The change in sound can be mostly attributed to Cooley. He contribued six songs to the album, giving it a refreshed pace as the band alternates between him and Hood.
"I don't think we've ever had a record where Cooley was as deeply involved in every aspect of the making of it as he was this time," said Hood. "With Cooley's writing, there's almost no precedent for it in our catalog. He came in with this stunning bunch of songs, full of this beautiful imagery."
Cooley, who hadn't written as many songs as he wanted to on the last several albums, said he took advantage of a long rest after the last band's last tour. He revisited his approach to songwriting and was able to produce six tunes he cares strongly about. It comes across in his confident delivery.
Made Up English Oceans is a stark and tightly crafted track that brays on about prideful men who imagine themselves bigger than they ought to be. They often act without thinking, rushing up to act even they don't really know if their nerve will hold out. The tie to Lee Atwater adds more depth.
The track itself is a solidly written song, made even stronger when blended in with contributions from Hood. In fact, this is what makes the album so striking. While the artists worked independently, they were unknowingly creating material that complemented each other.
The dynamic is memorable because it creates a back-and-forth flow that is unique to the album but not their shows. Alternating between singers has been a long-time staple of Drive-by Truckers. They just do it all the more better now.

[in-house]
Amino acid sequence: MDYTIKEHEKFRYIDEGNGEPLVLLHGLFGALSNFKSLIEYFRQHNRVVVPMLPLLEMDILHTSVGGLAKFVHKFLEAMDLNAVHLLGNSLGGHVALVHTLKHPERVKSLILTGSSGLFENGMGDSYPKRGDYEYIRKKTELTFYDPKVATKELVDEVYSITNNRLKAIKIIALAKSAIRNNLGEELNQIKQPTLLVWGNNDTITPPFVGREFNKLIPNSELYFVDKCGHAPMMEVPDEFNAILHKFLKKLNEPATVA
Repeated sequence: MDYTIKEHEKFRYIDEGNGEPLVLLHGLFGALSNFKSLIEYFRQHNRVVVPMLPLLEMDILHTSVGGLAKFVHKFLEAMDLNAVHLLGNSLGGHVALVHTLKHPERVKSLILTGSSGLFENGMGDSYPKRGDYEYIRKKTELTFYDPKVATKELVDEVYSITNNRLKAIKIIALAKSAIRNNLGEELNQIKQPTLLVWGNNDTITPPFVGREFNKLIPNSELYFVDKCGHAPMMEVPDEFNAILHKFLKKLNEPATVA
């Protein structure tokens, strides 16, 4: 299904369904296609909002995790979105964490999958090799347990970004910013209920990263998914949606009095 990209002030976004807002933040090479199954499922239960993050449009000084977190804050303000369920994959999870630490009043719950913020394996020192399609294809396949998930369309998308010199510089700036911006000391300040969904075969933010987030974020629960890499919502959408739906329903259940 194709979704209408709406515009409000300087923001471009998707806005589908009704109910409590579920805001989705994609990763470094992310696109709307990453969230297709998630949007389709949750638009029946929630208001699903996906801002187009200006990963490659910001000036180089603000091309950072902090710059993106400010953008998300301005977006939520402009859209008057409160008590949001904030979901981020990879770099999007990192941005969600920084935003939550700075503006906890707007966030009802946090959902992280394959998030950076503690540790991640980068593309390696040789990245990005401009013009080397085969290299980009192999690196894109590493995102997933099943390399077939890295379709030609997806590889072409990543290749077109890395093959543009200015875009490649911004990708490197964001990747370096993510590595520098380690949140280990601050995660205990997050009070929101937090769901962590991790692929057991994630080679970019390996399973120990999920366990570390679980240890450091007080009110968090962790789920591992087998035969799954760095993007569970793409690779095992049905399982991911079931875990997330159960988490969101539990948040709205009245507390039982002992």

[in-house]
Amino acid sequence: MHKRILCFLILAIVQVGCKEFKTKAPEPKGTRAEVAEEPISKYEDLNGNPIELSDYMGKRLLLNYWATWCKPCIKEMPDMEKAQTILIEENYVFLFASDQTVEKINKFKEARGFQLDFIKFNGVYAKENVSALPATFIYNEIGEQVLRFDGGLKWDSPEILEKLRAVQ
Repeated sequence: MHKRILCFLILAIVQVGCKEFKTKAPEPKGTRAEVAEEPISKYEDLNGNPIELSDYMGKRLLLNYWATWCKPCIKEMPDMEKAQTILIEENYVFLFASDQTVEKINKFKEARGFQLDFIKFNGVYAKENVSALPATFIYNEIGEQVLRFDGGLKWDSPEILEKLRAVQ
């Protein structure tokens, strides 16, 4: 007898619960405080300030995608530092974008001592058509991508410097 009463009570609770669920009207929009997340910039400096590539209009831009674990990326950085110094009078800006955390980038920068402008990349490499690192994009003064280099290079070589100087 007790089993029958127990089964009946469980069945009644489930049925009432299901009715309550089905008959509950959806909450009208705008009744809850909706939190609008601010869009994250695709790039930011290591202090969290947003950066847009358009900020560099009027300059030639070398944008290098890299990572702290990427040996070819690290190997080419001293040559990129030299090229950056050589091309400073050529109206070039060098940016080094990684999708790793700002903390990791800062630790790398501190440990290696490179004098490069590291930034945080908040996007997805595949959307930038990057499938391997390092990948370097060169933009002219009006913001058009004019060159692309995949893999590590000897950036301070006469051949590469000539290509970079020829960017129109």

The Part Of Him by Hood captures the contrast nicely, accenting his much wearier voice that commands attention despite sounding so far away. The lyrics are less friendly, given that the song takes on politicians that can't be easily exorcised. It might be too cynical for some, but Hood makes it fun. He almost creates a sense of comfort in knowing that political scandals are part of the landscape.
Aside from their political outings, Drive-By Truckers dig deeper into other subjects. My favorite track on the album is based the new novel by Willy Vlautin. Hood hits the right chords in illuminating the disquiet and desperation of American life during distressing times.
Other standouts include the rollicking opener Shit Shots Count, the stirring yet subtle co-dependence track When He's Gone, and the touching tell-all Primer Coat. The CD loses some steam around the mid-point. It doesn't pick up again unit the boot stomping First Air Of Autumn and closer Grand Canyon.
English Oceans Rolls In And Out 7.4 On The Liquid Hip Richter Scale.
Fans of Drive-by Truckers will not be disappointed, with so many tracks featuring the band in top form. It's among their best in years. Even the songs that don't feel as lyrically vivid still sound great.